Ben Funderburk started studying automation at OTC in the fall of 2022. Within a few months, Ben already had a new job in manufacturing working in the same building where he takes classes.
When Lebanon-based manufacturer DT Engineering became the first tenant of the industry partner space inside the new Robert W. Plaster Center for Advanced Manufacturing last fall, it paid off almost immediately. The company found an experienced employee among the Ozarks Technical Community College students taking classes in the PMC.
DT Engineering hired OTC student Ben Funderburk as a full-time automation technician just weeks after moving into the Plaster Manufacturing Center.
After graduating from Ozark High School in 2017, Ben started his college career at a four-year university. Without a clear idea of what he wanted to study, he took a break after a semester, then decided to attend OTC to become an electrician. Before graduating, he landed a job at a local biopharmaceutical manufacturer.
“I built power and control systems, then I became interested in instrumentation,” Ben said. “After getting a handle on that, I began looking at automation, which allows everything to work together. You push a button, and a product comes out.”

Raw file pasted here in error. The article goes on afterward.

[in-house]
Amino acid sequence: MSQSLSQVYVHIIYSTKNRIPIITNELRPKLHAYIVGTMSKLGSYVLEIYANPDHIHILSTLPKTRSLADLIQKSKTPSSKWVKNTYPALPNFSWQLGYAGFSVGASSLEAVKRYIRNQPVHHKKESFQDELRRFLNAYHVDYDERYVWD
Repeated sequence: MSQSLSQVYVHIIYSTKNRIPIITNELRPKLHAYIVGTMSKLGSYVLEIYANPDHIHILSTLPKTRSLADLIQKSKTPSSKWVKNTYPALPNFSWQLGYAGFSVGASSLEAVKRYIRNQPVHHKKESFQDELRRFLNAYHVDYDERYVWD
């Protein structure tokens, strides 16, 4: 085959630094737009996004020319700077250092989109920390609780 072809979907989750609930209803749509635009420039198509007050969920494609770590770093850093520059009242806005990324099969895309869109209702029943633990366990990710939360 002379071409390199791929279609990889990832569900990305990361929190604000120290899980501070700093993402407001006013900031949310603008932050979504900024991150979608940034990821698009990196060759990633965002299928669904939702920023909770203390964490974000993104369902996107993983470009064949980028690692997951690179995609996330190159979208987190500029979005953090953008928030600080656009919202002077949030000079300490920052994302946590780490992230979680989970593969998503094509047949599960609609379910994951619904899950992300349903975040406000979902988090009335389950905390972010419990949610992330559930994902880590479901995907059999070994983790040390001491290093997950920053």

A childhood friend helped foster Ben’s curiosity about automation. The friend worked at an electrical supply company and allowed Ben to try things out in their automation training room.
“I felt like I was playing with really expensive toys,” Ben said with a grin.
With a natural interest and knack for automation, Ben enrolled in the brand-new automation and robotics degree program at OTC in the fall of 2022. DT Engineering moved into the industry-partner space a few months after the start of school and told instructors that it was looking for someone to work at their operation in the PMC.
“Ben brought a lot of experience to the table,” said Landon Vinson, OTC mechatronics instructor. “Ben was still working for his previous company, but DT Engineering made him an offer he couldn’t refuse.”
Now, Ben arrives at the PMC before 6:30 a.m. to begin his job with DT Engineering. At 8, he walks a few hundred feet to his classroom in the PMC to attend class. Then, he goes back onto the industry floor to finish his work day, where he helps develop automation and robotics tools for the pharmaceutical industry.
For Ben, things couldn’t have worked out better, “I’m lucky. I have a job in my chosen career while training to get better at it.”